With the surprising, if probably brief, rise of Newt Gingrich in the polls comes a renewed interest in his career, or careers, particularly the one he had in higher education.
He earned a Ph.D. in history and taught college before winning a seat in Congress. He has often spoken of himself as an historian. In 1995, he told CNN’s Bob Franken: “I am the most seriously professorial politician since Woodrow Wilson.”
But whereas Wilson spent years publishing scholarly works, Gingrich was more like the professor who wins popularity awards with undergraduates but fails to get tenure because he hasn’t published anything significant. He even told a college paper in 1977 that “I made the decision two or three years ago that I’d rather run for Congress than publish the papers or academic books necessary to get promoted.”
But it’s not just that Gingrich doesn’t publish much, it’s that most of the things he does publish are pretty bad. He’s written more than 20 books—titles include gems such as To Save America: Stopping Obama’s Secular-Socialist Machine and To Try Men’s Souls: A Novel of George Washington and the Fight for American Freedom—but he’s never really done any significant scholarship.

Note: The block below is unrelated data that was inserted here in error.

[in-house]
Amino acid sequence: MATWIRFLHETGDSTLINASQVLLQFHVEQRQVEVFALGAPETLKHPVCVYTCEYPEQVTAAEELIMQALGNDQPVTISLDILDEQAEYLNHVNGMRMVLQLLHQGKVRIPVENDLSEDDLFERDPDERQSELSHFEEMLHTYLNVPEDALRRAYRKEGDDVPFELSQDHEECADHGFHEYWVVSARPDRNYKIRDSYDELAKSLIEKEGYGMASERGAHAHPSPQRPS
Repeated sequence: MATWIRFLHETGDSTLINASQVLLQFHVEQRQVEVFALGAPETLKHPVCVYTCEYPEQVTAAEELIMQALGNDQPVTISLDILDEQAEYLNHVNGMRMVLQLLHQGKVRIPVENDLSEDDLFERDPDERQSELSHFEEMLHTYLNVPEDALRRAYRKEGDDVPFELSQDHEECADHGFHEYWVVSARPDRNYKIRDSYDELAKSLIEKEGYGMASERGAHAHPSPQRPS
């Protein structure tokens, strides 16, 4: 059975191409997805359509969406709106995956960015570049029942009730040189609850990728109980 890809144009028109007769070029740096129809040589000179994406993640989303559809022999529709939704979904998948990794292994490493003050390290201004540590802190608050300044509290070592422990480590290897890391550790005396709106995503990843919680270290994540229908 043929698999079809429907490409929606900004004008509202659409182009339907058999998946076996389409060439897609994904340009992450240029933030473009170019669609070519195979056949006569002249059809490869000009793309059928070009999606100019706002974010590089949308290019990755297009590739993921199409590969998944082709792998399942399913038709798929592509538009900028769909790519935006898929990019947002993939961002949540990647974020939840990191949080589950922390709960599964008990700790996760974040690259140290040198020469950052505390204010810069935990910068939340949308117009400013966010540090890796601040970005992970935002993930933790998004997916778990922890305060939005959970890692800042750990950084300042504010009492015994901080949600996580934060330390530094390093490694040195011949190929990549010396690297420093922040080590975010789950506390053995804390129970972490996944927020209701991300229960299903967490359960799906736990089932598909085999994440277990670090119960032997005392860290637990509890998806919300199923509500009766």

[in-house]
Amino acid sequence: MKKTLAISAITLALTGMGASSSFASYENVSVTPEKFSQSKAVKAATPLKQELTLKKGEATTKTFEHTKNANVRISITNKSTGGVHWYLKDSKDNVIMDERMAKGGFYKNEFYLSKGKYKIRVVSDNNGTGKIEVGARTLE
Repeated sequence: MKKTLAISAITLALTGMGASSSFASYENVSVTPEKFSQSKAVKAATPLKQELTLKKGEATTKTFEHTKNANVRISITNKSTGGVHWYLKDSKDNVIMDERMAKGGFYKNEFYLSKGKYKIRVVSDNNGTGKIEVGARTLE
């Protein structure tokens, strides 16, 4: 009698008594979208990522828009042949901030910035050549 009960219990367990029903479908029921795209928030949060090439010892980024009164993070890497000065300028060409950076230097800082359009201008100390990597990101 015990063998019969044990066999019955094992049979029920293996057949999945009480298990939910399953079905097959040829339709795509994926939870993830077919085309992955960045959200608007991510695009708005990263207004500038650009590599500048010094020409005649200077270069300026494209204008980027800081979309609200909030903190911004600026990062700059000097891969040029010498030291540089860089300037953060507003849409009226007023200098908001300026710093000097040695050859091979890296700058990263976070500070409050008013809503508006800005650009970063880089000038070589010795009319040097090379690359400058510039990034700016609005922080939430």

As Pitney writes,
A typical Gingrich work is full of aphorisms and historical references — and devoid of the hallmarks of academic research: rigor, nuance and consideration of alternative views. Conservative political scientist James Q. Wilson once assessed materials for a televised history course Gingrich was teaching as a “mishmash of undefined terms . . . misleading claims . . . and unclear distinctions.”
He may be “the most seriously professorial politician since Woodrow Wilson,” but he’s no Woodrow Wilson.